EDMONTON, Alta. - There are fewer and fewer farmers who will allow a dirty livestock trailer onto their property, due to the risk of disease.
Problematically however, there are fewer and fewer places being provided for cattle haulers to clean out their trailers.
Unlike a normal tractor-trailer combination, a cattle hauler is usually unwelcome at a typical truck wash bay.
"I highly doubt any wash bay would welcome with open arms a cattle truck with a lot of manure on-board, especially with straw bedding," said Tim O'Byrne, operator of Calico Beef Consulting and an expert in cattle handling and transportation. "Those options are not available anymore. It's highly subjective today and there's no industry-designated clean-out places."
Some feedlots let truckers drive out into the field to clean the trailers - but during the growing season that is not an option. Auction markets usually are equipped with proper clean-out facilities - but unless you're dropping off a load of cattle at the market, it's unlikely they will welcome dirty trailers stopping in just to clean out. There are some livestock-specific wash bays in business, which offer biosecurity cleaning - but they are not always located where a trucker will need them.
"At the end of the run, the trucker has to deal with the manure left on-board, but nobody else wants to take responsibility for that material," explained O'Byrne. "If you're hauling strawberries, you don't get to keep the pallets they're on, somebody wants those pallets."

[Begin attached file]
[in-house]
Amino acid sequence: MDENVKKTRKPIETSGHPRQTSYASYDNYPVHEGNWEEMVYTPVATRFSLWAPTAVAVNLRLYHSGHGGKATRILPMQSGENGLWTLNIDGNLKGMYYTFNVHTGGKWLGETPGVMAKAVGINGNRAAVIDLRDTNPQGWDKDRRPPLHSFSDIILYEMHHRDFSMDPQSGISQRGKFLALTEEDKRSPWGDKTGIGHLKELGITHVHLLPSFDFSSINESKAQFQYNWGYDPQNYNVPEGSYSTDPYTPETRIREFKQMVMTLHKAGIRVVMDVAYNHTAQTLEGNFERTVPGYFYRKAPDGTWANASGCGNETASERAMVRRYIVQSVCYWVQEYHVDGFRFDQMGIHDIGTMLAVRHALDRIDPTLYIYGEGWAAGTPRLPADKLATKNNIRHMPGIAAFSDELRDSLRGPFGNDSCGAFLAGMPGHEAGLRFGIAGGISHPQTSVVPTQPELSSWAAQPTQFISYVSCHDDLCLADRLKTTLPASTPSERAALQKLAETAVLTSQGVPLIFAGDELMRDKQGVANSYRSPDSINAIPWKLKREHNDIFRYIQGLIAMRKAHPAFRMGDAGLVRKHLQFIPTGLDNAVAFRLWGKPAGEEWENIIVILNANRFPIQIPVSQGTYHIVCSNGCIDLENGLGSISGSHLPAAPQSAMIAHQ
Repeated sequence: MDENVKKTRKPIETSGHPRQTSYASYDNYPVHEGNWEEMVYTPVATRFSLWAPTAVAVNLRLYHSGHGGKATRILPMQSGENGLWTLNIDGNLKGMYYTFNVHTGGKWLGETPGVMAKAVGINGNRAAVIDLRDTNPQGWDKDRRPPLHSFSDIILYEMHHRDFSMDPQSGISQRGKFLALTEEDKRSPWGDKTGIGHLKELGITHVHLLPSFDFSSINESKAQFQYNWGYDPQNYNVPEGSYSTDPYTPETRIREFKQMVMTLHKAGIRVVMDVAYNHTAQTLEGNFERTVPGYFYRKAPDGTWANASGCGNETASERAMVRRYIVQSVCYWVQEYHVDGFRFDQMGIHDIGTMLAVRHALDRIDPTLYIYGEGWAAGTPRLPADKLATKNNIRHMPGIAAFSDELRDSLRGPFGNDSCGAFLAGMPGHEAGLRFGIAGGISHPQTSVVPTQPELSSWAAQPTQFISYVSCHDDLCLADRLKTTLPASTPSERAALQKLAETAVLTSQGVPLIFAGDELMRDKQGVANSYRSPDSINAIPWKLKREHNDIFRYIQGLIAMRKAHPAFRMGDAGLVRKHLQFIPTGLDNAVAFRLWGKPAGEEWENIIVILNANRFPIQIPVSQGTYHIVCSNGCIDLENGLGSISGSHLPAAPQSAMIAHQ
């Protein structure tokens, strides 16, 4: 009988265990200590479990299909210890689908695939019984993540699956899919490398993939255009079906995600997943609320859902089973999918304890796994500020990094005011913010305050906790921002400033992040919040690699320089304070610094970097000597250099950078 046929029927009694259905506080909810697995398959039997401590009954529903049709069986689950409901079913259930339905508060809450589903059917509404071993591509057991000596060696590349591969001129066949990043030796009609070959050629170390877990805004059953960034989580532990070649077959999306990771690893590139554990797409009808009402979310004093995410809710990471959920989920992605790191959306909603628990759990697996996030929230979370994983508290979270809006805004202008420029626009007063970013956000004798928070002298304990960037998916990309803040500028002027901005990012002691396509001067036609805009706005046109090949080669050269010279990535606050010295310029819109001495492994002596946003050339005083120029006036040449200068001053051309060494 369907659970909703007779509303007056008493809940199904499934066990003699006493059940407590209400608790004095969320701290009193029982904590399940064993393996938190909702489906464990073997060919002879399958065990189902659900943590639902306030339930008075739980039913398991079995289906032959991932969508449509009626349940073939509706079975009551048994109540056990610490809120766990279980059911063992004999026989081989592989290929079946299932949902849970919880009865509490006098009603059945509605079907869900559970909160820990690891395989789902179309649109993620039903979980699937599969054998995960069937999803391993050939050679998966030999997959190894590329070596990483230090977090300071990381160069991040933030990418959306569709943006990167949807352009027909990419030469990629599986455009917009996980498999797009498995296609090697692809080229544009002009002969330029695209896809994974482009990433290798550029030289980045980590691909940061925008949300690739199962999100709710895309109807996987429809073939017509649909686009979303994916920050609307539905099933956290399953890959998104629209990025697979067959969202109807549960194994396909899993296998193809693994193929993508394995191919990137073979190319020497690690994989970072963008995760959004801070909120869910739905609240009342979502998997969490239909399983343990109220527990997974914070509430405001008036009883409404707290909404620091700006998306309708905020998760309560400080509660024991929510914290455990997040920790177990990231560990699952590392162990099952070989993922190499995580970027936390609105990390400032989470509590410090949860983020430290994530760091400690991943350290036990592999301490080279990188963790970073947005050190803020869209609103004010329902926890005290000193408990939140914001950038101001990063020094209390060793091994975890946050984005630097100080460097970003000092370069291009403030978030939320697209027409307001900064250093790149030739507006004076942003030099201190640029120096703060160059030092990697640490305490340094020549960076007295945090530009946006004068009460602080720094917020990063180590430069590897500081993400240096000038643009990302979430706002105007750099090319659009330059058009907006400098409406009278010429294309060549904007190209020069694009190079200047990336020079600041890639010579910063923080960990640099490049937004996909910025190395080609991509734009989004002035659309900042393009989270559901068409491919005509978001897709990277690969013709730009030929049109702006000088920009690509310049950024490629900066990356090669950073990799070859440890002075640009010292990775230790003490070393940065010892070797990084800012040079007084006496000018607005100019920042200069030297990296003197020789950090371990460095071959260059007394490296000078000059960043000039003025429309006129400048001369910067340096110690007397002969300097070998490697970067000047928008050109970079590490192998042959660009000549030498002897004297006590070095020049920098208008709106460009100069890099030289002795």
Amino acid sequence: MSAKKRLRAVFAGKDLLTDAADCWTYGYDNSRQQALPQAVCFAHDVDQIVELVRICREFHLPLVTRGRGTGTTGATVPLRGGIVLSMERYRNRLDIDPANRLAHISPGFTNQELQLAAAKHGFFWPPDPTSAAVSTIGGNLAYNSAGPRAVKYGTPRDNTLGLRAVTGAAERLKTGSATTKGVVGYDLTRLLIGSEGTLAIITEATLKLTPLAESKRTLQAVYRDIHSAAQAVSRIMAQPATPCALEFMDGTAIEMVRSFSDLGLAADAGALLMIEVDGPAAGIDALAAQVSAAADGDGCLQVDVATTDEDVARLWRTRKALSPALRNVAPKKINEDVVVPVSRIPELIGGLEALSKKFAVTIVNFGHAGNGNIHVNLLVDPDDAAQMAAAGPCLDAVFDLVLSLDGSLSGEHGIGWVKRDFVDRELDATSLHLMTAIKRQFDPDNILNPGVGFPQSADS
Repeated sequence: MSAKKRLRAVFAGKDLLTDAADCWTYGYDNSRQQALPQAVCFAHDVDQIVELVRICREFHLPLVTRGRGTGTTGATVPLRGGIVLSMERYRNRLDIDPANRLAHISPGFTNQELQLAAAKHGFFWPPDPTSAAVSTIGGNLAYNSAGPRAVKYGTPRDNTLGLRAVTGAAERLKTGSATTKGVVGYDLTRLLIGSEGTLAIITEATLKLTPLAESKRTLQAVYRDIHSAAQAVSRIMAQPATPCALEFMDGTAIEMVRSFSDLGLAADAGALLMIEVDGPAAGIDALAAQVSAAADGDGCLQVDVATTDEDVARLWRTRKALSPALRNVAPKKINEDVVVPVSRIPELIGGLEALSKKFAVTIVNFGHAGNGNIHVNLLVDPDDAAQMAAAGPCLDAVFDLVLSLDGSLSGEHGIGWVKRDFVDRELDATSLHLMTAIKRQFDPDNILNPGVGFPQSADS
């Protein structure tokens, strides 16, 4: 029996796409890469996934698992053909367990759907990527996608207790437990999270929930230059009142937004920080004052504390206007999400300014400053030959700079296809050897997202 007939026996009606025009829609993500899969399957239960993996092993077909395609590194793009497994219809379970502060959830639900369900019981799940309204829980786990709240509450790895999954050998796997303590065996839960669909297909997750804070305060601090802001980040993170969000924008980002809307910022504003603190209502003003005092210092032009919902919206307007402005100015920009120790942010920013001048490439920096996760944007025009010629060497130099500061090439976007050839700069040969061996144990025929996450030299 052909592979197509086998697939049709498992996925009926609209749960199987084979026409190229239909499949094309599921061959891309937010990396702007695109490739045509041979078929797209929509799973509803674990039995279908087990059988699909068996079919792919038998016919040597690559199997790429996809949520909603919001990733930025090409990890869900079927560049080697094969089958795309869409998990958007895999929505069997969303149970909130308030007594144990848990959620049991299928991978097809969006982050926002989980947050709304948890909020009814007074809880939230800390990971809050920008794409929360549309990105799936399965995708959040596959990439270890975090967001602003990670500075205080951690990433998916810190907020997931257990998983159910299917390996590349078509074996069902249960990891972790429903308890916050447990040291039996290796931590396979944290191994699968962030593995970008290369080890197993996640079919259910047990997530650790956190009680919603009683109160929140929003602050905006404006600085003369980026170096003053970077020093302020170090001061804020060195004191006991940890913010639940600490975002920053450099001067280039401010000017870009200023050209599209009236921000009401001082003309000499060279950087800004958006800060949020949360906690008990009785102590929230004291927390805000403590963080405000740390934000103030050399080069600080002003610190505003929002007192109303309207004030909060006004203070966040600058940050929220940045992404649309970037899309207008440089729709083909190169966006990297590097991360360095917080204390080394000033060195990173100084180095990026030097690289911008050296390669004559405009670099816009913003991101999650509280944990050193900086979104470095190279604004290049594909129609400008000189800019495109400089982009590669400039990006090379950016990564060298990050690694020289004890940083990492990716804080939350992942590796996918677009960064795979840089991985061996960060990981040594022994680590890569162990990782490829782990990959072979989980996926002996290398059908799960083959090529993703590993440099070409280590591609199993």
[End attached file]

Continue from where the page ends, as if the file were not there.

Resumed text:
The cleanliness of a livestock trailer is important, and someone has to take responsibility for the leftover material, as it will allow a trucker to pick up the next load and is an important biosecurity measure.
"The transportation of farm animals is the primary vector for disease and one of the critical control points in preventing the spread of disease," explained Crystal Makay, executive director for Ontario Farm Animal Council (OFAC). "Ideally the trailers are cleaned before they arrive on a new premises and once the animals are unloaded it gets cleaned again."
The cleanliness of cattleliners is an industry self-regulated practice. There are a number of recommendations and codes of best practices in the industry; and as well as being a byproduct of good client relations, there are market demands and protocols set by feedlots, farmers and other places where trucks travel to pick up and drop off loads.
"Some farmers have specific protocols truckers must adhere to before entry into the gate. The protocols also apply to people delivering feed, fuel or other supplies onto the farm," Makay told Truck West. "They could include pressure washing the truck, cleaning tires, and for drivers not being allowed in the barn or in the loading facilities."
As Makay explained the best practice for a trucker would be to know the rules of a particular facility and adhere to them before arriving.
For hog haulers, cleaning facilities tend to be more readily available.
There is a component of the Trucker Quality Assurance program for hog haulers that addresses trailer cleaning and many facilities require a truck to be TQA-certified.
"It's been effective in the States for a number of years and is spreading into Canada," noted Makay.
"It's a whole biosecurity standard feature for hogs and they do that between every load," added O'Byrne. "A dirty liner that has hauled hogs needs to be disinfected."
The need for disinfection of trailers in the hog hauling sector has provided carriers with more readily-available facilities.
While many cattle carrier operations will have proper cleaning facilities at their terminals, it's not every night a trucker is able to return home.
"I don't think we've done a very good job at all in addressing this and we've passed the buck to the trucker," O'Byrne told Truck West. "I tried, eight to 10 years ago, to get a project off the ground with the Canadian Cattleman's Association to provide facilities and handle it in an environmentally friendly manner and they never stepped up."